Add a Menu Contribution

Add a menuContribution for the org.eclipse.ui.menus extension.
Set its locationURI to popup:org.eclipse.ui.popup.any?after=additions.
The scheme popup indicates that the menuContibution should appear for context menus. Other valid values are menu and toolbar.
The menu ID org.eclipse.ui.popup.any is a magic string that explains itself. If you would prefer to use resrict the popup contribution to a specific editor or view, then use its unique ID.
The query after=additions indicates that the contribution should appear after the standard IWorkbenchActionConstants.MB_ADDITIONS group. As you might guess, the placement value after might just as well be before.

Create a Dynamic Menu Contribution Node

Add a dynamic node to the menuContribution. Here we will declare the org.eclipse.ui.actions.CompoundContributionItem that will create the dynamic menu entries. For this example, I have declared the ID as my.project.myCompoundContributionItem and the class as my.project.MyCompoundContributionItem.
Add a menuContribution to the org.eclipse.ui.menus extension and a dynamic node to the menuContribution.

Create a CompoundContributionItem

Let Eclipse create for you and set a Debug breakpoint in the getContributionItems method. We can set the ID as my.project.myCompoundContributionItem and the class as my.project.MyCompoundContributionItem.

Side-note: Debug The Menu Contribution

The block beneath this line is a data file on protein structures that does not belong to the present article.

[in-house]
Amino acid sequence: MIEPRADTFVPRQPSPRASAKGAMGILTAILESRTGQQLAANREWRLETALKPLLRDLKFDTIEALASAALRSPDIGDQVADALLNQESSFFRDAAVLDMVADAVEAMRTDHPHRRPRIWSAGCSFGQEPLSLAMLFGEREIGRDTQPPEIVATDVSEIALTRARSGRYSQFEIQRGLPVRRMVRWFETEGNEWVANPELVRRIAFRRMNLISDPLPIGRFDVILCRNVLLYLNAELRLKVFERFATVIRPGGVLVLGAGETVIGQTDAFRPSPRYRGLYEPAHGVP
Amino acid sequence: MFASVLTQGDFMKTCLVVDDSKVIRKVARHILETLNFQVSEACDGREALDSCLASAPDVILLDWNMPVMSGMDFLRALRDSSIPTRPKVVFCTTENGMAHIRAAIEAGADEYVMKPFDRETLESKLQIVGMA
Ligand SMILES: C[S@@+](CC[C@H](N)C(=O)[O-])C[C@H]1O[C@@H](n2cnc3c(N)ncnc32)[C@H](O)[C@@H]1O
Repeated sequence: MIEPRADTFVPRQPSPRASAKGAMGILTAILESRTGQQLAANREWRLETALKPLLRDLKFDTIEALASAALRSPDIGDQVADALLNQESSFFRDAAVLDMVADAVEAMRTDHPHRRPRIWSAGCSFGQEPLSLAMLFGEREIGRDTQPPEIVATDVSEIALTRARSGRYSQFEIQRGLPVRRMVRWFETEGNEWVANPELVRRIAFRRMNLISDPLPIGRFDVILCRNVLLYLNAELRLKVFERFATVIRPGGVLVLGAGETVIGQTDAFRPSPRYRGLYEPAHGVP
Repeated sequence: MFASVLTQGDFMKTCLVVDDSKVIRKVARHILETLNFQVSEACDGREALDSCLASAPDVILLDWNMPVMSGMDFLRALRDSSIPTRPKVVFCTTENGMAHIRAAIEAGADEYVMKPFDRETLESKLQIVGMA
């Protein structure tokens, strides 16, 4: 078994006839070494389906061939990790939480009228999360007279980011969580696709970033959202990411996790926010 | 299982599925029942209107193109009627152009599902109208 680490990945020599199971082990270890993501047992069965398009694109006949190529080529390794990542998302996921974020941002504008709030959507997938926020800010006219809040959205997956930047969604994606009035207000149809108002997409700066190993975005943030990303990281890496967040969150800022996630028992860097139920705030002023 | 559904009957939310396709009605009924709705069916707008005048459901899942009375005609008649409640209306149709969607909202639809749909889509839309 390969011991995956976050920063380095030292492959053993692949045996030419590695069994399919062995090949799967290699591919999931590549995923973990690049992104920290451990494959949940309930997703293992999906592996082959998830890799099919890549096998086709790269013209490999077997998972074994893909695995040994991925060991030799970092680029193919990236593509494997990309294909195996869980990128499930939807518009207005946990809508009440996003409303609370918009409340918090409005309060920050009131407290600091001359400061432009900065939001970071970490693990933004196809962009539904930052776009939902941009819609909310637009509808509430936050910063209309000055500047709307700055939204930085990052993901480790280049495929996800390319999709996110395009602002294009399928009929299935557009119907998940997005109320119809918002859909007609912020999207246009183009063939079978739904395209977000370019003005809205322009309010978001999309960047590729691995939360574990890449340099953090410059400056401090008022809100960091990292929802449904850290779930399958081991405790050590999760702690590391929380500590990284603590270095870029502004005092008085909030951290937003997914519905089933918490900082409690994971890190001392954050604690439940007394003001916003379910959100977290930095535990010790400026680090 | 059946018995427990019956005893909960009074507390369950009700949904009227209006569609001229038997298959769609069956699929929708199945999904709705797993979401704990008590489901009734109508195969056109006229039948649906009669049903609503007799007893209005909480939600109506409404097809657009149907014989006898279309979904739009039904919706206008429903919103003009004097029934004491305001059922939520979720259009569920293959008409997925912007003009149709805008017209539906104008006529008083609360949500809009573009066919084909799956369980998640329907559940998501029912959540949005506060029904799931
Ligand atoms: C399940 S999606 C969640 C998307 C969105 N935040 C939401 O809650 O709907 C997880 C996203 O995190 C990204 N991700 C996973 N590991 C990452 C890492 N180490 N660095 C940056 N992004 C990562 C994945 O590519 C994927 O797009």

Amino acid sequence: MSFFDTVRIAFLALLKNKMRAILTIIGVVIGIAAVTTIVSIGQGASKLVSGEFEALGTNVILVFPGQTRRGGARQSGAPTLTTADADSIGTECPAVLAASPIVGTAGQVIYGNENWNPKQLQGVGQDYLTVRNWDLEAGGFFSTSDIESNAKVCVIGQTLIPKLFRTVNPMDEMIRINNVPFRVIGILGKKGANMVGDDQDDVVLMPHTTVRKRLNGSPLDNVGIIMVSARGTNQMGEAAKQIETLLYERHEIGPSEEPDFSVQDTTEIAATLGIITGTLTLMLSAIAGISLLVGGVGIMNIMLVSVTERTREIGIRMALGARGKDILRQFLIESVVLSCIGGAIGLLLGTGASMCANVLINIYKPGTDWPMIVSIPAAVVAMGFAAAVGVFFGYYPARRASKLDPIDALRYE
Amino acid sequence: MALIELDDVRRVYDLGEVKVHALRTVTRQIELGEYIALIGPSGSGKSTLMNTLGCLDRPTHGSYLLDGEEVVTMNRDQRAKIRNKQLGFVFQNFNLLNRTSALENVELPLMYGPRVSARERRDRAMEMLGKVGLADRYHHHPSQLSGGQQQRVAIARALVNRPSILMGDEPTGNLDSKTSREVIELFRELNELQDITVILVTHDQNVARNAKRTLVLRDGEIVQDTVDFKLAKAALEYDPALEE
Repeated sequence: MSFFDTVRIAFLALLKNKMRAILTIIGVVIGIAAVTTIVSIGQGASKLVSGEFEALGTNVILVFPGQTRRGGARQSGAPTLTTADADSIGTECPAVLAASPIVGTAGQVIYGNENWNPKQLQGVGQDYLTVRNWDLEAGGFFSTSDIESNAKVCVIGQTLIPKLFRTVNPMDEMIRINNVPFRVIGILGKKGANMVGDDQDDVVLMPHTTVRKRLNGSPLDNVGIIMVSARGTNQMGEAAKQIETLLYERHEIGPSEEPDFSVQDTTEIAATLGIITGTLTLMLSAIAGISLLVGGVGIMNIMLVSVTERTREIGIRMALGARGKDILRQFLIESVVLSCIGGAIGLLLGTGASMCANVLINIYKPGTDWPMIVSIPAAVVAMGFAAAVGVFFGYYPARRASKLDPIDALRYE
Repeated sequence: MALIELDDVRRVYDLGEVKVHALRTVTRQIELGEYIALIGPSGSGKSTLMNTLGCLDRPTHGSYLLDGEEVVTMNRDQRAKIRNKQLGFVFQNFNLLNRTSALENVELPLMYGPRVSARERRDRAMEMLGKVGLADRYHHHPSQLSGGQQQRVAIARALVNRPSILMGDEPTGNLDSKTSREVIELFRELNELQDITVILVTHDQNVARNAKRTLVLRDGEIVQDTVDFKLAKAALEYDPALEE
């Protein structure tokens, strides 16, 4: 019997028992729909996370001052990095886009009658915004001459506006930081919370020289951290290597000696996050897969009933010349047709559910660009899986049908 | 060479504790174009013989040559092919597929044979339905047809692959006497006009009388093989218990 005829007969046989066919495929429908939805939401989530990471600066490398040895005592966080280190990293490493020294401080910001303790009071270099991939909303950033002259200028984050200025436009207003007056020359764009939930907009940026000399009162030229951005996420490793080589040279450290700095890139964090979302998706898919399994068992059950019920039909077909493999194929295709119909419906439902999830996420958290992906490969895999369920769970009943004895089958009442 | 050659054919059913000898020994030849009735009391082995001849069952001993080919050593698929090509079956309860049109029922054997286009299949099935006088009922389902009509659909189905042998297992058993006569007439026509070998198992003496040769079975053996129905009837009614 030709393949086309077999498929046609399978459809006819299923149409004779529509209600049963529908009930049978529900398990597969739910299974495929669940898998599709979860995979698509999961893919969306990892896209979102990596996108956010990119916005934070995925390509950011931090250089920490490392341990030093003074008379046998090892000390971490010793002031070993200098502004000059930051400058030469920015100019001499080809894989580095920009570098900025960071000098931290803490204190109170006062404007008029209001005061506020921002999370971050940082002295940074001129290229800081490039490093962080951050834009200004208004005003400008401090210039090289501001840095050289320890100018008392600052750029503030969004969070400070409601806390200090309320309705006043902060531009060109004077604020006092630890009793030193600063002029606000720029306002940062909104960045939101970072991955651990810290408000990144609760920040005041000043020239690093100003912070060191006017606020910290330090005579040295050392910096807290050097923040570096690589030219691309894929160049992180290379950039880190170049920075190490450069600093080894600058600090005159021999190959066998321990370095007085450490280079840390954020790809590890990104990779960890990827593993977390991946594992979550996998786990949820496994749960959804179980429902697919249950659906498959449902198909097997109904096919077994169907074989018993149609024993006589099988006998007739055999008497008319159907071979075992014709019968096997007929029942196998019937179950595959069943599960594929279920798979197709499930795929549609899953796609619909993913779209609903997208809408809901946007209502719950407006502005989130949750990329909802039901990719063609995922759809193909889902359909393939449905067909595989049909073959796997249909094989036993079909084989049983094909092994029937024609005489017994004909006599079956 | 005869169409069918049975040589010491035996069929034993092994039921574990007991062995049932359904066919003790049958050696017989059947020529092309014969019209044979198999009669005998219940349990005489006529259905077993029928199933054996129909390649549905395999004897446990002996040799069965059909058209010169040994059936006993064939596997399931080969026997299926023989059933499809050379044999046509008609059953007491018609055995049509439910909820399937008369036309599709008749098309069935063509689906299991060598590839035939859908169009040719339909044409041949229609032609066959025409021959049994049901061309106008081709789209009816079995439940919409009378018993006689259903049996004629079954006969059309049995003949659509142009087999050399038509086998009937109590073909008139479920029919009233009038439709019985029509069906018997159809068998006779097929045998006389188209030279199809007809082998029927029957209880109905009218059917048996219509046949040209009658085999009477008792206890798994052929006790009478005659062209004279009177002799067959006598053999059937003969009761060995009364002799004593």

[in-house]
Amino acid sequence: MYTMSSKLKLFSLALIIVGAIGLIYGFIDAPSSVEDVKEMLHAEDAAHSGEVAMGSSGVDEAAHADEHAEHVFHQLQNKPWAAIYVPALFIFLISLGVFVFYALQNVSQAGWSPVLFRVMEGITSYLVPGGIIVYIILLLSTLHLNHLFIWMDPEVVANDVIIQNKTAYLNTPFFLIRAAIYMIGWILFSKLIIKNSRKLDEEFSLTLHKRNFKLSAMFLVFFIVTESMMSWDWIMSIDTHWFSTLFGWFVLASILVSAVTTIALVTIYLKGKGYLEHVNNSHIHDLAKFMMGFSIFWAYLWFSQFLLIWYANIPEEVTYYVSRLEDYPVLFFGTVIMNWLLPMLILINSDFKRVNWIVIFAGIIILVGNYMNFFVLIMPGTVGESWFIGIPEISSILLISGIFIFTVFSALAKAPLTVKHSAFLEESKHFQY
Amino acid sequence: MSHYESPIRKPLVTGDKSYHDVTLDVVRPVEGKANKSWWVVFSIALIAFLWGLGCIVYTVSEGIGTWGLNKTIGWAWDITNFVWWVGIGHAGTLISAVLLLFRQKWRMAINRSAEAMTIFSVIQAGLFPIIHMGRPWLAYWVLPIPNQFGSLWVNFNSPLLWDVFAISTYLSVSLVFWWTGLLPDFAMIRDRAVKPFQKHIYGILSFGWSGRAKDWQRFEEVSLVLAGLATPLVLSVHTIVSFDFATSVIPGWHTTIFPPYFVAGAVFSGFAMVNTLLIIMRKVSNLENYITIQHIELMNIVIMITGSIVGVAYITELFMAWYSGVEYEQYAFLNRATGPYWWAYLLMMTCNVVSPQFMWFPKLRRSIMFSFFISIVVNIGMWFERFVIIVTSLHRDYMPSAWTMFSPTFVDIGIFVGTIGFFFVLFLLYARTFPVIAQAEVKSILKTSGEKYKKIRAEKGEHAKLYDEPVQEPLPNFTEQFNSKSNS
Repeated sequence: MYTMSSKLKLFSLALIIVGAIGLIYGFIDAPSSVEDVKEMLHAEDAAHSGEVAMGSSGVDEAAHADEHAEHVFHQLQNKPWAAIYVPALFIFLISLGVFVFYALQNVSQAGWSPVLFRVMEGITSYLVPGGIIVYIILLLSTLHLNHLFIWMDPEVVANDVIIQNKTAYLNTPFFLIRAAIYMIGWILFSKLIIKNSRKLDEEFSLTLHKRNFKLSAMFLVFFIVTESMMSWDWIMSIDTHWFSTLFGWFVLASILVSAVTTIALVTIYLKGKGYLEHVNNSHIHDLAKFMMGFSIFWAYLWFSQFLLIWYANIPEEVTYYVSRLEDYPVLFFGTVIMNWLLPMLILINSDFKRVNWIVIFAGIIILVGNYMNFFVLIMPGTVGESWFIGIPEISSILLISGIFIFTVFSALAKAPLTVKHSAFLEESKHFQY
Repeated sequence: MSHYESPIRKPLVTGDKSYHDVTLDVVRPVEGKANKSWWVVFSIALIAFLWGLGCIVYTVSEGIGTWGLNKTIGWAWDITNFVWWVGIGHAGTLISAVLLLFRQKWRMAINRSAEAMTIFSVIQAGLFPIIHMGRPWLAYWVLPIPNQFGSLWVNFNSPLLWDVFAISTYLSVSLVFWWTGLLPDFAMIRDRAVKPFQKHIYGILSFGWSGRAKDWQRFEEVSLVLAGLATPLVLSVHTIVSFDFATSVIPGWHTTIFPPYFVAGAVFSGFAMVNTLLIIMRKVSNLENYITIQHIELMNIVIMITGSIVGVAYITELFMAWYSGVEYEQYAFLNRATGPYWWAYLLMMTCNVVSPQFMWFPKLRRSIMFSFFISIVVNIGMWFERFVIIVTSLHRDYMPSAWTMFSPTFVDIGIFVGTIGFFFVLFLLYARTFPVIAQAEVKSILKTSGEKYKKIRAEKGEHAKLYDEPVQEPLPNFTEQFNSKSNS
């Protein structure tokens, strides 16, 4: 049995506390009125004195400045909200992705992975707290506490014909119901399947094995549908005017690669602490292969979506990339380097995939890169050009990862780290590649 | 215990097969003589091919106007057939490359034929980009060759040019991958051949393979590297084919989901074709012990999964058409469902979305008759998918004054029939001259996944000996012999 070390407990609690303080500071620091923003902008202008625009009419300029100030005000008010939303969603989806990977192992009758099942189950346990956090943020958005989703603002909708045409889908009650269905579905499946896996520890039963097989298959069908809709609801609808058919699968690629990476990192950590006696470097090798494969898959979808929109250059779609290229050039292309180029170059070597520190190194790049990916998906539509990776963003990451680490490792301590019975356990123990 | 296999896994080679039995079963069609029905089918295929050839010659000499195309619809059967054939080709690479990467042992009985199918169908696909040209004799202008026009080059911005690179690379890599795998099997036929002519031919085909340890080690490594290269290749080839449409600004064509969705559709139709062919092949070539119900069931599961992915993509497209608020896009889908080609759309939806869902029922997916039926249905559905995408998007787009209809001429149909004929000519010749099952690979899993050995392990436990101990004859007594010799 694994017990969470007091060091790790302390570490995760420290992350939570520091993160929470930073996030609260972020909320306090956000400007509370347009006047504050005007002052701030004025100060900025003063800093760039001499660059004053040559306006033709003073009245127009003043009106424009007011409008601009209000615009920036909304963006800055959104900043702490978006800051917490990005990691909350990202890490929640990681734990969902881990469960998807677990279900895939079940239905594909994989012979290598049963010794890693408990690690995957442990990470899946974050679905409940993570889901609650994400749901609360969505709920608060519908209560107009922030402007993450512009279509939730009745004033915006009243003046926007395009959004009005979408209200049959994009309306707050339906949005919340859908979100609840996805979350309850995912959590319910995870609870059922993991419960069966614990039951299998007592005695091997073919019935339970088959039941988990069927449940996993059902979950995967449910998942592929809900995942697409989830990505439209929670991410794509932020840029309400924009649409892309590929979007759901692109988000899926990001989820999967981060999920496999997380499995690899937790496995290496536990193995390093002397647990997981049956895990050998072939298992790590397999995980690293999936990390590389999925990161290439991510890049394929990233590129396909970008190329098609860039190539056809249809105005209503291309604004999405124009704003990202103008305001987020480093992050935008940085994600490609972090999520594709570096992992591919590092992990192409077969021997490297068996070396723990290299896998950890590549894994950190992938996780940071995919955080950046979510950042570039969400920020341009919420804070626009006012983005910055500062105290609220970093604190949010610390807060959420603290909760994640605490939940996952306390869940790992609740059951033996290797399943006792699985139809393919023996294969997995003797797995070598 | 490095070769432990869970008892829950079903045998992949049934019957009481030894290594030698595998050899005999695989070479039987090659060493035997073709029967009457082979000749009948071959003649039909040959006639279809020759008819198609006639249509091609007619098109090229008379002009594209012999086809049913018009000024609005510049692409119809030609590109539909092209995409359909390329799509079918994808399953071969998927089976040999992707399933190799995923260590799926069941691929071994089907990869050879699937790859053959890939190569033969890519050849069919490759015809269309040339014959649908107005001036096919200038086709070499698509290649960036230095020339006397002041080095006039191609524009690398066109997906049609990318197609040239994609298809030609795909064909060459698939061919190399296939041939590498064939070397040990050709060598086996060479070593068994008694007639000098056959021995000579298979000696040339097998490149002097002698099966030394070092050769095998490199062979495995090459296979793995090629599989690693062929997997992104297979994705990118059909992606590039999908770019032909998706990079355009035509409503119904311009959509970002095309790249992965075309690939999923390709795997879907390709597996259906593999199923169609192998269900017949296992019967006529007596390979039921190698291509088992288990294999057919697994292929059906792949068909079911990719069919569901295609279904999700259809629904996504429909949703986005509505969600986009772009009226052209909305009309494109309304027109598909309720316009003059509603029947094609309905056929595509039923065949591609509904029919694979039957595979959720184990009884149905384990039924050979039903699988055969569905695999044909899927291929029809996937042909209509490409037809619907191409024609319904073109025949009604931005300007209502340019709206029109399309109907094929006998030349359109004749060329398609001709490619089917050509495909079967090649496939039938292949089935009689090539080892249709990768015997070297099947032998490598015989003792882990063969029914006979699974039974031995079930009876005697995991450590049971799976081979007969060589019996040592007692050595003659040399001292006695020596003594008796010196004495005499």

From the plug-in Overview page, in the Testing category, we can launch another Eclipse runtime in debug mode and trace when the getContributionItems method is called. Just set a breakpoint inside the method body, and, when the new Eclipse workbench starts, right-click anywhere in the project explorer. We have configured the dynamic menuContribution to contribute an empty array of IContributionItem to all popup menus. It's not particularly useful, but it's a start.
A trace of the getContributionItems menu being called.

Declare a Command Extension

Now that we have declared an org.eclipse.ui.menus extension and added a menuContribution with dynamic content, it should be straightforward for us to declare an org.eclipse.ui.commands extension, with two nodes: one for the category, which is the group in the context menu where our commands will appear, and one for the command declaration.
I have assigned to the category the id my.project.myCategory and name My Category and to the command the id my.project.myCommand, name Do Something and categoryId my.project.myCategory.
The org.eclipse.ui.commands with nodes for a command and for a menu group.

Declare a Command Handler

Now that we have an org.eclipse.ui.commands extension, we will add a handler for this command. We just need to declare an org.eclipse.ui.handlers extension with a new handler node and the commandId declared above, my.project.myCommand.
Three declared extensions are used for adding a context menu command with a dynamic label.
We can create a new AbstractHandler implementation, called my.project.MyHandler that looks something like this:

package my.project;

import org.eclipse.core.commands.AbstractHandler;